Wednesday, 25 February 2015

Nightbird by Alice Hoffmann

In her first novel for middle-grade readers , bestselling author Alice Hoffman tells a bewitching story of love and friendship that is truly magical.

Twig lives in Sidwell, where people whisper that fairy tales are real. After all, her town is rumored to hide a monster. And two hundred years ago, a witch placed a curse on Twig’s family that was meant to last forever. But this summer, everything will change when the red moon rises. It’s time to break the spell.

Goodreads description 

Alice Hoffman is a prolific writer. She writes not only excellent adult fiction, but also books for teenagers and now here is a book for middle-graders. Nightbird, like all of Hoffman's books that I have read (some of which I have reviewed here), is set in the real world with an important magical element - in other words it is magic realism. 

I don't usually review non-adult magic realism and when I do I am struck that the magic element does not seem so remarkable, because children accept magic in the world, that fairy tales are real (as the description says), and that is reflected in their books.  So many of the books I loved at this age were magic realist and I wonder whether they influenced my adult liking for the genre. One of my favourites, and one I have reviewed on this blog, is Skellig by David Almond, which shares certain magical elements with this book.

This is a lovely gentle book. The story is seen through the eyes of young Twig. It is a story of sibling loyalty, of friendship and the desire to be accepted. And then there is the magic, which is as ever beautifully handled. I can see a lot of girls curling up in bed enjoying this. I read it with pleasure, but I found something lacking.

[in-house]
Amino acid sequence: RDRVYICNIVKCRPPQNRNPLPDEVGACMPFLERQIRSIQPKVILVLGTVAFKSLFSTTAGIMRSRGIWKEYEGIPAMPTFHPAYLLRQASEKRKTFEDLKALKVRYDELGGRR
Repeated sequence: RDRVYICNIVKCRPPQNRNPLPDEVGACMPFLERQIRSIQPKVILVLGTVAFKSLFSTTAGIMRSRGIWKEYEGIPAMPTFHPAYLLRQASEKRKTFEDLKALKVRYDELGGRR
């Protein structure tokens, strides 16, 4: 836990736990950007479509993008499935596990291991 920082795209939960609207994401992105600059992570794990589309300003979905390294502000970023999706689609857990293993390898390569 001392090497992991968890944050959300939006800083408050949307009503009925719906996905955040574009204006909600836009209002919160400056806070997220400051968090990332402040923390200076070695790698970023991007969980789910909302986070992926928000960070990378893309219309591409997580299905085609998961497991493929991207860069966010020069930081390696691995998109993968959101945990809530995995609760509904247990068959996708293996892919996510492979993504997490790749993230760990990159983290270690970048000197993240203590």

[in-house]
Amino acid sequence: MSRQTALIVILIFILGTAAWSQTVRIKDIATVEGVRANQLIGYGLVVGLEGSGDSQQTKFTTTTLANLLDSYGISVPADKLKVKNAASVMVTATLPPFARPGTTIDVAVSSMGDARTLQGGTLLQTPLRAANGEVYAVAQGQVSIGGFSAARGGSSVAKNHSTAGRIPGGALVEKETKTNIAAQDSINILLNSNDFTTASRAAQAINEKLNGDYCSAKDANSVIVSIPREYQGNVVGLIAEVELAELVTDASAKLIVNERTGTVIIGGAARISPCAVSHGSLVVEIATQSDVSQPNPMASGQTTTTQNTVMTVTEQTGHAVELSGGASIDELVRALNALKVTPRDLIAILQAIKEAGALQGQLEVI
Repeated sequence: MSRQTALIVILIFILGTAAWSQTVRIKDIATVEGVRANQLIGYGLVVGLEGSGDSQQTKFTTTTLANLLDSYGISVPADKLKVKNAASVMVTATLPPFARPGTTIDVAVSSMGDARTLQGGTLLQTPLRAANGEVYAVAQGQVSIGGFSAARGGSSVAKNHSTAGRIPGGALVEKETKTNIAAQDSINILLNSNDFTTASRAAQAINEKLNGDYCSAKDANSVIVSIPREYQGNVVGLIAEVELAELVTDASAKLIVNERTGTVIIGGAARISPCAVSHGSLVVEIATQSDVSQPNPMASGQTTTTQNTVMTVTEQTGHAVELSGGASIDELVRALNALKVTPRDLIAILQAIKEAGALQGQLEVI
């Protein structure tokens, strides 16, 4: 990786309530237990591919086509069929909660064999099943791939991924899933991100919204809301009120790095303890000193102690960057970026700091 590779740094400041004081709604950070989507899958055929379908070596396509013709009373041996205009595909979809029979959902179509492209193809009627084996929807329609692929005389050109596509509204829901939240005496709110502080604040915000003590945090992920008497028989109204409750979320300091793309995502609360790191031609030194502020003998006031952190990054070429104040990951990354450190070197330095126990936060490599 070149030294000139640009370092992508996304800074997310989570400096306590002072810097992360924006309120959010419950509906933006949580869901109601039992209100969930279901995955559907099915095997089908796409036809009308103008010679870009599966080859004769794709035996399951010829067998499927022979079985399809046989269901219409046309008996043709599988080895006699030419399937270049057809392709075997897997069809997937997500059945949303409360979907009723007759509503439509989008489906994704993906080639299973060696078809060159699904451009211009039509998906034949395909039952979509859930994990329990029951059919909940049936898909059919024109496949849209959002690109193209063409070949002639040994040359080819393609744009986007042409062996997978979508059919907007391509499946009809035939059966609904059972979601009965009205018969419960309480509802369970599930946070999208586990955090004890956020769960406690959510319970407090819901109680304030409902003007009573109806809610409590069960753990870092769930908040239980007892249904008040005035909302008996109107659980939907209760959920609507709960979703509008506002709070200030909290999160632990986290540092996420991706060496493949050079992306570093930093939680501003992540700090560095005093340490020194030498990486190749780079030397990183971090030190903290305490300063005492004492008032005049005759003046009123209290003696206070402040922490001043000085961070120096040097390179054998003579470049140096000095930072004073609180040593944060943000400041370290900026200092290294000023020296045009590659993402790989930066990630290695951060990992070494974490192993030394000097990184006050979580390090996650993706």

I have commented in the past about Hoffman's ability to include hard reality in her books, but I don't find it here. Maybe Hoffman pulled back because of the age of the readership. There is a lack of an antagonist force in the storyline. To be sure there is a "monster", but all it is doing is stealing washing and fruit pies. There is the fear that townsfolk might turn vigilantes, but that isn't really built up. There is also an ecological threat to the woods, but not enough is made of this. But then not all young people want a book that scares or challenges them, I suppose.

I received this book free from the publisher in return for a fair review.

P.S. You will see that I have displayed two different covers for the book. The one above is I think the one for the UK market, while the one below is for the US. What do you make of the differences and what it says of the two markets?

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